When you call into the RSL after being away for 15 years and someone says, "You been on holidays?”

Scott Sturgess

You know you're a local, and you've been away for certain time, and can't get 2 metres without bumping into somebody and saying: "G'day”.

Nathan Lloyd

You know you're a local when people ask why you aren't at work when they see you around town.

Gary Hughes

Going into town or a shop and everyone knows your name.

Ally Margaret Hawton

6. Know all of the shops past and present

Remember IGA down Heeney St, fruit shop on Heeney St, old cinema on Bell St, brown furniture shop where Max Fitness is. Slingers. Old soft drink depot now BP built on it.

Old Telstra building on Park St. Old burnt bridge, cladder bridge.

Shellie Lawrence Walker

When you call Foodworks Slingers, know who owned the cordial factory and where it was, have ever been to Ticklebelly Flats, had a milkshake at Cadzow's, played for RSL Cricket Club or driven all the way from one end of Colamba St to the other.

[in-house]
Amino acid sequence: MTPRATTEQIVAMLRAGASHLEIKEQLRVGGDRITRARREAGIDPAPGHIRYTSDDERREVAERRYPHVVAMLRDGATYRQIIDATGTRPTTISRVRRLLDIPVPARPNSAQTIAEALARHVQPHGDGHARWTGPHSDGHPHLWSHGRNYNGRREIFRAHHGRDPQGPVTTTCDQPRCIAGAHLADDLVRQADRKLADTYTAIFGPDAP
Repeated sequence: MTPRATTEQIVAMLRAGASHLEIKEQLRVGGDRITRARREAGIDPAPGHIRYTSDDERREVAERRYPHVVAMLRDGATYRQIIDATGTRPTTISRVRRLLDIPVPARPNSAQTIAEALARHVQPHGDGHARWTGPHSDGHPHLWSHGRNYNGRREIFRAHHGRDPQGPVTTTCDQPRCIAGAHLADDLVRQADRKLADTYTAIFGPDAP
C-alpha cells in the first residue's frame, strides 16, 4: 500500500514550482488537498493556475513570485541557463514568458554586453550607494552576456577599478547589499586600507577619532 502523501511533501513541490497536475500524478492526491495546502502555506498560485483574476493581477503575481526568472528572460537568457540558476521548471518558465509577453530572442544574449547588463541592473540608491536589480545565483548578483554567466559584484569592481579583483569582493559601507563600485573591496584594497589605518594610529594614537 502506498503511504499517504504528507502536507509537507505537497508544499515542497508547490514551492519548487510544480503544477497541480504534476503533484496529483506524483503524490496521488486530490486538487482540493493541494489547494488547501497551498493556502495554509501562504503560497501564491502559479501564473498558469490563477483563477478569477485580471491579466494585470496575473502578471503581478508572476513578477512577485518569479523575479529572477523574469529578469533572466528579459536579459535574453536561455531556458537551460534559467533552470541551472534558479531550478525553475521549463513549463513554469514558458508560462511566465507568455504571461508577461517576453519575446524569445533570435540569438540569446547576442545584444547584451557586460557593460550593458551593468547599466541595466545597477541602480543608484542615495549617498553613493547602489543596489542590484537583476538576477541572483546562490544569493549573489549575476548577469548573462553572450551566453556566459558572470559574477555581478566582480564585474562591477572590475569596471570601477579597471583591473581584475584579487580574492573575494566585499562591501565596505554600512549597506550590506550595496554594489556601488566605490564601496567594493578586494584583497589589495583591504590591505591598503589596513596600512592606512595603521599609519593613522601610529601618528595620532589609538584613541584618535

Michael Holt

When you go to Slingers', Critches', Walsh's or West's and know what type of shop they all are from their owners names and not the business.

Emma Richters

You can remember the co-op store in the old butter factory, when the dentist was upstairs in the Dorney Building, Frames Bushmans Store, when Dorney's Cake Shop was in the Dorney Building.

Anne-Marie Wright

When Mr Kitchener ran the pool. Roxys coffee shop was in the old cinema building. Cash n carry before foodstore/IGA in Heeney Street. Marching against St Joseph school.

Wendy Hunt

Annie's shoe store, the corner store that then became the video shop, Mikes movie shop.

Cassie Hayman

There's been many shops on Heeney St.
There's been many shops on Heeney St. Brooke Duncan